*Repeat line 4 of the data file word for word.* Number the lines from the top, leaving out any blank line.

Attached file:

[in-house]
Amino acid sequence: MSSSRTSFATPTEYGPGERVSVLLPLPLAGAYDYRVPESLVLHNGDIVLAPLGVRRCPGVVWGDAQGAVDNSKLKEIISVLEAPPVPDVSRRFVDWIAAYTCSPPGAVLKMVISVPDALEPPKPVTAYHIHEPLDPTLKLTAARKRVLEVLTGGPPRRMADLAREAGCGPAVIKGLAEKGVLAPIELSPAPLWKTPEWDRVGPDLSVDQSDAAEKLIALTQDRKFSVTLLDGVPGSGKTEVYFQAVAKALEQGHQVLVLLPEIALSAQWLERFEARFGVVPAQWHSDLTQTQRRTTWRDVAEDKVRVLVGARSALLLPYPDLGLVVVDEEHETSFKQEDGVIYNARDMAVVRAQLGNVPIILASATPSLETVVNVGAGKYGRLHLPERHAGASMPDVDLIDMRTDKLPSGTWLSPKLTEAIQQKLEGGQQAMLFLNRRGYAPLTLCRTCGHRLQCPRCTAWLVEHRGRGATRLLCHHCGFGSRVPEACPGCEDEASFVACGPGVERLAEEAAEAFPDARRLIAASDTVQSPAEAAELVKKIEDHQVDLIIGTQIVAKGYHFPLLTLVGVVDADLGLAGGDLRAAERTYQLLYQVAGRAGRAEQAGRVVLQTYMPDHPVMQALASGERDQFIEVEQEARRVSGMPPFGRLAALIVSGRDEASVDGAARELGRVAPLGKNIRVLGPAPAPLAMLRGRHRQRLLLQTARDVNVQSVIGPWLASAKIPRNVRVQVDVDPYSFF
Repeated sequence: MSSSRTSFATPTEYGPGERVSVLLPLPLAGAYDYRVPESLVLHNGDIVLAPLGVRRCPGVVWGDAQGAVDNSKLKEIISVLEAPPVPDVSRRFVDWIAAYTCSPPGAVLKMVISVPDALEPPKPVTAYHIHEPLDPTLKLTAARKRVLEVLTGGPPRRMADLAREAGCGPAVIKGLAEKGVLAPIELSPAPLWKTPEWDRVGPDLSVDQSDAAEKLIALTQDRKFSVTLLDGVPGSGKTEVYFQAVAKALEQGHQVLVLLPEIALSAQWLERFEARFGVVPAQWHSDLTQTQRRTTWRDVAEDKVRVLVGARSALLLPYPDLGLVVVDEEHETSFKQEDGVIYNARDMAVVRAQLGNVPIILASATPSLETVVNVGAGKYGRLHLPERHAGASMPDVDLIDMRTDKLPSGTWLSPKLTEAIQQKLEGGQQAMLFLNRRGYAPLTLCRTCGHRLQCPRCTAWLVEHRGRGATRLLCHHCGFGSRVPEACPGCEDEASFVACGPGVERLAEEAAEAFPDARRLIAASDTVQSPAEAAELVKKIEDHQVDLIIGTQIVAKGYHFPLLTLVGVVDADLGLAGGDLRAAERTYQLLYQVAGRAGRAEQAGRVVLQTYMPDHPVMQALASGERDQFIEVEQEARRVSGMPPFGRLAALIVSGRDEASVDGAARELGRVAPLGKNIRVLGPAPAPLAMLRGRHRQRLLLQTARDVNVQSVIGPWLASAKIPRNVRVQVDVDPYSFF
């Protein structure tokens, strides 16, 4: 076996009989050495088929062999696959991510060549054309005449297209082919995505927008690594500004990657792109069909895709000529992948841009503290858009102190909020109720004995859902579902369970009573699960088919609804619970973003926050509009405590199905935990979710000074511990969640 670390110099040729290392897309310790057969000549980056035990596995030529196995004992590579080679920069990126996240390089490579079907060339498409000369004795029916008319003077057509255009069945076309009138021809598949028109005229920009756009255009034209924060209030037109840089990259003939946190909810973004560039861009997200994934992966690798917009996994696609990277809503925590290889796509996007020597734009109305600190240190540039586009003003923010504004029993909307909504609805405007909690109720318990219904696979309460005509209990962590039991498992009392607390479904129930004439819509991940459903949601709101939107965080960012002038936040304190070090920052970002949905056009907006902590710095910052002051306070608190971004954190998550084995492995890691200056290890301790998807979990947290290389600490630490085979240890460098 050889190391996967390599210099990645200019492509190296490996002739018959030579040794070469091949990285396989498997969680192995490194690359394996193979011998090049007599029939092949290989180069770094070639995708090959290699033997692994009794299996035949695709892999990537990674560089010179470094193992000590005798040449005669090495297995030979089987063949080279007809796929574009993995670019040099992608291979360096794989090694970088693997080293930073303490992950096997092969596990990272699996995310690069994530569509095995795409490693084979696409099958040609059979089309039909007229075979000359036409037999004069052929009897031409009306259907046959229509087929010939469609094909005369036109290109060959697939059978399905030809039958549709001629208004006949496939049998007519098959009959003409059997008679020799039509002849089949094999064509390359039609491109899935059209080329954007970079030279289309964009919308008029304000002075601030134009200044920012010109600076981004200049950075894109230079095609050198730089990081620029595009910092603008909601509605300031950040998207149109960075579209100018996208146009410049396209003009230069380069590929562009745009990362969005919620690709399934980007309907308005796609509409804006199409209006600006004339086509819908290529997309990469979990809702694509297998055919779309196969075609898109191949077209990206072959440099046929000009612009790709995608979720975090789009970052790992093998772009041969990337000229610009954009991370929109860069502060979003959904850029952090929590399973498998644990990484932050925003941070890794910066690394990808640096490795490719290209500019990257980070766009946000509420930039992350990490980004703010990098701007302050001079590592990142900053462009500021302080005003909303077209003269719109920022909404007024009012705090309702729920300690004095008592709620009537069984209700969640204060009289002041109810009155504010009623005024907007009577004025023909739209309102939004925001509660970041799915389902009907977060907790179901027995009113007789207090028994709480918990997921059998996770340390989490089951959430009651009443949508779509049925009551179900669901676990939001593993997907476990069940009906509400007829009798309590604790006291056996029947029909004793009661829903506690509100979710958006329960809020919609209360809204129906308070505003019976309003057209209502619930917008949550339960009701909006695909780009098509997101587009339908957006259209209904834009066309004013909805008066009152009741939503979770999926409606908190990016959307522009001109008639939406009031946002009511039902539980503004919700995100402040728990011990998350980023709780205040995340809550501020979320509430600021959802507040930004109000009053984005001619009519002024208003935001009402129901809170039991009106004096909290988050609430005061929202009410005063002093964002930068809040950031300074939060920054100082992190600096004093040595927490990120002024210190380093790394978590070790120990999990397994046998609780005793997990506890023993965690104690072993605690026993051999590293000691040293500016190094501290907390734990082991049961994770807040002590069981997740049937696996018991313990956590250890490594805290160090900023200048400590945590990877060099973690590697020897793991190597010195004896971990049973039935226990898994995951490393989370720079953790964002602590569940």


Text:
């Protein structure tokens, strides 16, 4: 076996009989050495088929062999696959991510060549054309005449297209082919995505927008690594500004990657792109069909895709000529992948841009503290858009102190909020109720004995859902579902369970009573699960088919609804619970973003926050509009405590199905935990979710000074511990969640 670390110099040729290392897309310790057969000549980056035990596995030529196995004992590579080679920069990126996240390089490579079907060339498409000369004795029916008319003077057509255009069945076309009138021809598949028109005229920009756009255009034209924060209030037109840089990259003939946190909810973004560039861009997200994934992966690798917009996994696609990277809503925590290889796509996007020597734009109305600190240190540039586009003003923010504004029993909307909504609805405007909690109720318990219904696979309460005509209990962590039991498992009392607390479904129930004439819509991940459903949601709101939107965080960012002038936040304190070090920052970002949905056009907006902590710095910052002051306070608190971004954190998550084995492995890691200056290890301790998807979990947290290389600490630490085979240890460098 050889190391996967390599210099990645200019492509190296490996002739018959030579040794070469091949990285396989498997969680192995490194690359394996193979011998090049007599029939092949290989180069770094070639995708090959290699033997692994009794299996035949695709892999990537990674560089010179470094193992000590005798040449005669090495297995030979089987063949080279007809796929574009993995670019040099992608291979360096794989090694970088693997080293930073303490992950096997092969596990990272699996995310690069994530569509095995795409490693084979696409099958040609059979089309039909007229075979000359036409037999004069052929009897031409009306259907046959229509087929010939469609094909005369036109290109060959697939059978399905030809039958549709001629208004006949496939049998007519098959009959003409059997008679020799039509002849089949094999064509390359039609491109899935059209080329954007970079030279289309964009919308008029304000002075601030134009200044920012010109600076981004200049950075894109230079095609050198730089990081620029595009910092603008909601509605300031950040998207149109960075579209100018996208146009410049396209003009230069380069590929562009745009990362969005919620690709399934980007309907308005796609509409804006199409209006600006004339086509819908290529997309990469979990809702694509297998055919779309196969075609898109191949077209990206072959440099046929000009612009790709995608979720975090789009970052790992093998772009041969990337000229610009954009991370929109860069502060979003959904850029952090929590399973498998644990990484932050925003941070890794910066690394990808640096490795490719290209500019990257980070766009946000509420930039992350990490980004703010990098701007302050001079590592990142900053462009500021302080005003909303077209003269719109920022909404007024009012705090309702729920300690004095008592709620009537069984209700969640204060009289002041109810009155504010009623005024907007009577004025023909739209309102939004925001509660970041799915389902009907977060907790179901027995009113007789207090028994709480918990997921059998996770340390989490089951959430009651009443949508779509049925009551179900669901676990939001593993997907476990069940009906509400007829009798309590604790006291056996029947029909004793009661829903506690509100979710958006329960809020919609209360809204129906308070505003019976309003057209209502619930917008949550339960009701909006695909780009098509997101587009339908957006259209209904834009066309004013909805008066009152009741939503979770999926409606908190990016959307522009001109008639939406009031946002009511039902539980503004919700995100402040728990011990998350980023709780205040995340809550501020979320509430600021959802507040930004109000009053984005001619009519002024208003935001009402129901809170039991009106004096909290988050609430005061929202009410005063002093964002930068809040950031300074939060920054100082992190600096004093040595927490990120002024210190380093790394978590070790120990999990397994046998609780005793997990506890023993965690104690072993605690026993051999590293000691040293500016190094501290907390734990082991049961994770807040002590069981997740049937696996018991313990956590250890490594805290160090900023200048400590945590990877060099973690590697020897793991190597010195004896971990049973039935226990898994995951490393989370720079953790964002602590569940």